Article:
Snowbird. It's a word that not everyone knows, but it refers to people who spend the warmer seasons in northern states, and then head to milder southern climates during the cold winter months. There's no doubt that becoming a snowbird means adopting a new lifestyle. But what exactly does the shift entail?
There are numerous considerations to keep in mind when weighing the snowbird lifestyle. In this post, we're highlighting eight of the most important things to remember when embarking on a snowbird adventure. Read on to see what you should know before heading south for the winter!
The number one consideration when becoming a snowbird is to calculate the costs. All the costs. If you want to purchase a second home, consider more than just the mortgage. Remember the costs of taxes, insurance, upkeep, long-term improvement, and if you're living in a dedicated resort or community, site rent. Estimate those numbers and calculate what the average annual cost will be.
If you're planning to live in an RV, rather than a vacation home, there are different costs to consider. You'll need to secure a site for the winter. We recommend you check with your favorite resort to see if they have special offers for long-term stays. You'll also need to consider the cost of purchasing an RV or motorhome, plus maintenance and fuel during the drive.
For tax purposes, you must carefully weigh your choice of a state of residency. Depending on your situation, it may be more advantageous to establish residency in your snowbird state. For example, many popular snowbird states have attractive tax rates for retirees, making them desirable to live in.
However, if you're planning to establish primary residence in a state, you need to investigate the rules. You'll need to spend a certain number of days in that state to be a resident. You should register your car, bank, and vote in your state of residence. You'll also need to use utilities year-round in the state. Be sure to keep your receipts to verify your residency if the government inquires about it.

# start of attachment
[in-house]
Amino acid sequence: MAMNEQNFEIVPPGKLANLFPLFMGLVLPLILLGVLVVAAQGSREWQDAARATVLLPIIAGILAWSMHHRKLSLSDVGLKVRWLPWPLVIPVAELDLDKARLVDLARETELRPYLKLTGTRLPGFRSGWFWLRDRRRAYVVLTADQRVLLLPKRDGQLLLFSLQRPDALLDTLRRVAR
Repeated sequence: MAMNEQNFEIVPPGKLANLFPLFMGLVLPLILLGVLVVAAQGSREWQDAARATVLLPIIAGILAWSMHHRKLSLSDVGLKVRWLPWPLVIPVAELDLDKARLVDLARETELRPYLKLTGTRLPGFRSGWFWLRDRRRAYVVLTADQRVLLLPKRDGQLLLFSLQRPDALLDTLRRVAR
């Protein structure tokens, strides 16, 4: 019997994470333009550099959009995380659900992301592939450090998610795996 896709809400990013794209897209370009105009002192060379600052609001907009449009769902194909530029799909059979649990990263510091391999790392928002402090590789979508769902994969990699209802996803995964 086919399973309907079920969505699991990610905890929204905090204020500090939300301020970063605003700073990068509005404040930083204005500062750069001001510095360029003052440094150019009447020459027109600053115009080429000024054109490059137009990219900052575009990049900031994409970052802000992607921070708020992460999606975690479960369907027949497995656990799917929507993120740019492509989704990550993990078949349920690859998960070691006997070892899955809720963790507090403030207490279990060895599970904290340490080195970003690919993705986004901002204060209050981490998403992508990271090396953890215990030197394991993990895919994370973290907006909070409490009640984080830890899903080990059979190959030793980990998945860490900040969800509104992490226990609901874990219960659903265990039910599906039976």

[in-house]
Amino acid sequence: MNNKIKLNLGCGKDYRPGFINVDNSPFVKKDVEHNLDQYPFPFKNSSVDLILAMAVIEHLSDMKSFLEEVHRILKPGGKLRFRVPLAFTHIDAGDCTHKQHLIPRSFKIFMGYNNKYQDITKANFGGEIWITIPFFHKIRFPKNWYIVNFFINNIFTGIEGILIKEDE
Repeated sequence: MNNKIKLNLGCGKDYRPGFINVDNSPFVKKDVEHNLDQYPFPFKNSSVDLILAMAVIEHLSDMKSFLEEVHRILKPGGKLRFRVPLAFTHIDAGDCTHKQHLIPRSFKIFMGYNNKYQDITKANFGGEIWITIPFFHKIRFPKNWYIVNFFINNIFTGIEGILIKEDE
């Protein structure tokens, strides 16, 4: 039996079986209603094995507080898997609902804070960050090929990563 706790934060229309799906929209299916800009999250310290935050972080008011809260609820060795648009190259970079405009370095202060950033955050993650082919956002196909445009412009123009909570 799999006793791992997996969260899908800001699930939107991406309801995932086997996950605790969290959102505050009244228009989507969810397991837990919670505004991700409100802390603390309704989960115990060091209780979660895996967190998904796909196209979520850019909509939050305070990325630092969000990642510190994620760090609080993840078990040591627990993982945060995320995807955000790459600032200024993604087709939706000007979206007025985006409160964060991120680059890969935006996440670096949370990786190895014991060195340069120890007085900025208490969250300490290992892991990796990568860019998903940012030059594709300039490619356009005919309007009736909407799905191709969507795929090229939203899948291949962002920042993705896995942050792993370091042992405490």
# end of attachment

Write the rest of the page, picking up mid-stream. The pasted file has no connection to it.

Before you depart on your snowbird adventure, be sure to check your medical coverage. If you use private health insurance, you need to ensure that the network extends to your snowbird destination. Often, private health insurance is confined to a limited network and offers little or no coverage outside of the network.
If you use Original Medicare, you'll have coverage throughout the U.S. at any medical office that accepts Medicare. Remember, however, that Medicare Advantage is a private health care plan and thus has a location-based network.
An important part of the snowbird lifestyle is socializing. Get to know your neighbors by bringing over a tray of cookies, a loaf of banana bread, or another treat. Additionally, at our resorts, you'll find many planned activities including dinners, dances, clubs, sports, and more. These are great ways to make new friends, which in turn will keep you happy and healthy.
Becoming a snowbird isn't always an easy task, but it is a rewarding experience. You'll discover an active lifestyle, many new friends, and warm weather during the winter months. But the snowbird lifestyle is even better shared with others. Share this post with a friend, colleague, or family member and discuss embarking on an active 55+ adventure together!